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This was a safety follow-up study conducted in 382 toddlers in Colombia who had last received dengue vaccine (CYD-TDV) 2 years before. A review of local municipal epidemiologic reports for dengue cases was also conducted for ~28 months postimmunization. One case of clinical dengue was reported; it was neither considered as severe nor related to the study vaccine.
This article was published in the following journal.
Name: The Pediatric infectious disease journal
Licensing and decisions on public health use of a vaccine rely on a robust clinical development program that permits a risk-benefit assessment of the product in the target population. Studies undertak...
The complex interaction between dengue viruses and the human immune system means that development of a safe, effective dengue vaccine was never going to be simple. The only currently licenced dengue v...
Background In efficacy trials of a tetravalent dengue vaccine (CYD-TDV), excess hospitalizations for dengue were observed among vaccine recipients 2 to 5 years of age. Precise risk estimates according...
CYD-TDV is the first licensed dengue vaccine for individuals 9-45 (or 60) years of age. Using 12% of the subjects enroled in phase-2b and phase-3 trials for which baseline serostatus was measured, the...
The CYD-TDV vaccine was unusual in that the recommended target population for vaccination was originally defined not only by age, but also by transmission setting as defined by seroprevalence. WHO ori...
Dengue viruses can cause dengue fever and other more severe forms of disease. This study will evaluate the safety and immune response to two doses of a dengue virus vaccine given 12 months...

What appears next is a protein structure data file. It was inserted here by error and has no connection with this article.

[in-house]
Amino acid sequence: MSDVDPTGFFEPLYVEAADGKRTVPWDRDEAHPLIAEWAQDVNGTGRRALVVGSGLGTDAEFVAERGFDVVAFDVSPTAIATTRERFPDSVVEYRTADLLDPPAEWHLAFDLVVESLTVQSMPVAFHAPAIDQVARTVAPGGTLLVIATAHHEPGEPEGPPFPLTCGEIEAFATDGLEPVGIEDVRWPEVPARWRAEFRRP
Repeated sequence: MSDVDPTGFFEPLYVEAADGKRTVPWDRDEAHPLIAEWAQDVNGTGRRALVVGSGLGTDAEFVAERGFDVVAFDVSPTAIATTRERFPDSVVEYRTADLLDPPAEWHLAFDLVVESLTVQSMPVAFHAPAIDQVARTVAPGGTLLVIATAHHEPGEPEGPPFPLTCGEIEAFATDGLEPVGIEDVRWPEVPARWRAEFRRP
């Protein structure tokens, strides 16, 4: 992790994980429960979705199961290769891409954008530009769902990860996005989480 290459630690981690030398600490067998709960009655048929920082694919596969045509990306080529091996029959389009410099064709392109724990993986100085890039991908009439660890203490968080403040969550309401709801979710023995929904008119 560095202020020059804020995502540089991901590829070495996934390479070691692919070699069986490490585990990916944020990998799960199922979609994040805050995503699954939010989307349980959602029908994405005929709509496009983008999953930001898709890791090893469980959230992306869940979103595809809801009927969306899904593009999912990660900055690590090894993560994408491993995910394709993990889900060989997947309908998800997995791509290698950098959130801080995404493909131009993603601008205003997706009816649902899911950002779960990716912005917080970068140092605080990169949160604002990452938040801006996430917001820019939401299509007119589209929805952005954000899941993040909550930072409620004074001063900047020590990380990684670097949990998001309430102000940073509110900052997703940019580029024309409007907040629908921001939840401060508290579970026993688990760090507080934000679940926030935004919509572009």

The main purpose of this study is to assess the immunogenicity and safety of the concomitant and sequential administration of yellow fever (YF) vaccine and tetravalent dengue vaccine (TDV)...
The purpose of this study is to evaluate the safety and effectiveness of two different formulations of an investigational dengue vaccine (T-DEN) against a placebo vaccine when two doses ar...
Infection with dengue viruses is the leading cause of hospitalization and death in children in many tropical Asian countries, and the development of a dengue vaccine is a top health priori...
The purpose of this study is to assess the immunogenicity of a booster dose of tetravalent live attenuated dengue vaccine administered approximately one year following the second dose.
An acute infectious, eruptive, febrile disease caused by four antigenically related but distinct serotypes of the DENGUE VIRUS. It is transmitted by the bite of infected Aedes mosquitoes, especially A. aegypti. Classical dengue (dengue fever) is self-limiting and characterized by fever, myalgia, headache, and rash. DENGUE HEMORRHAGIC FEVER is a more virulent form of dengue virus infection and a separate clinical entity. (From Dorland, 28th ed)
A live vaccine containing attenuated poliovirus, types I, II, and III, grown in monkey kidney cell tissue culture, used for routine immunization of children against polio. This vaccine induces long-lasting intestinal and humoral immunity. Killed vaccine induces only humoral immunity. Oral poliovirus vaccine should not be administered to immunocompromised individuals or their household contacts. (Dorland, 28th ed)
The relationship between an elicited ADAPTIVE IMMUNE RESPONSE and the dose of the vaccine administered.
A distinct and virulent form of DENGUE characterized by thrombocytopenia and hemoconcentration (grades I and II) and distinguished by a positive tourniquet test. When accompanied by circulatory failure and shock (grades III and IV), it is called dengue shock syndrome. (From Dorland, 28th ed)
Active immunization where vaccine is administered for therapeutic or preventive purposes. This can include administration of immunopotentiating agents such as BCG vaccine and Corynebacterium parvum as well as biological response modifiers such as interferons, interleukins, and colony-stimulating factors in order to directly stimulate the immune system.
Tropical Medicine is the study of diseases more commonly found in tropical regions than elsewhere. Examples of these diseases are malaria, yellow fever, Chagas disease, Dengue, Helminths, African trypanosomiasis, Leishmaniasis, Leprosy, Lymphatic filaria...
A vaccine is a biological preparation that improves immunity to a particular disease. A vaccine typically contains an agent that resembles a disease-causing microorganism, and is often made from weakened or killed forms of the microbe, its toxins or one ...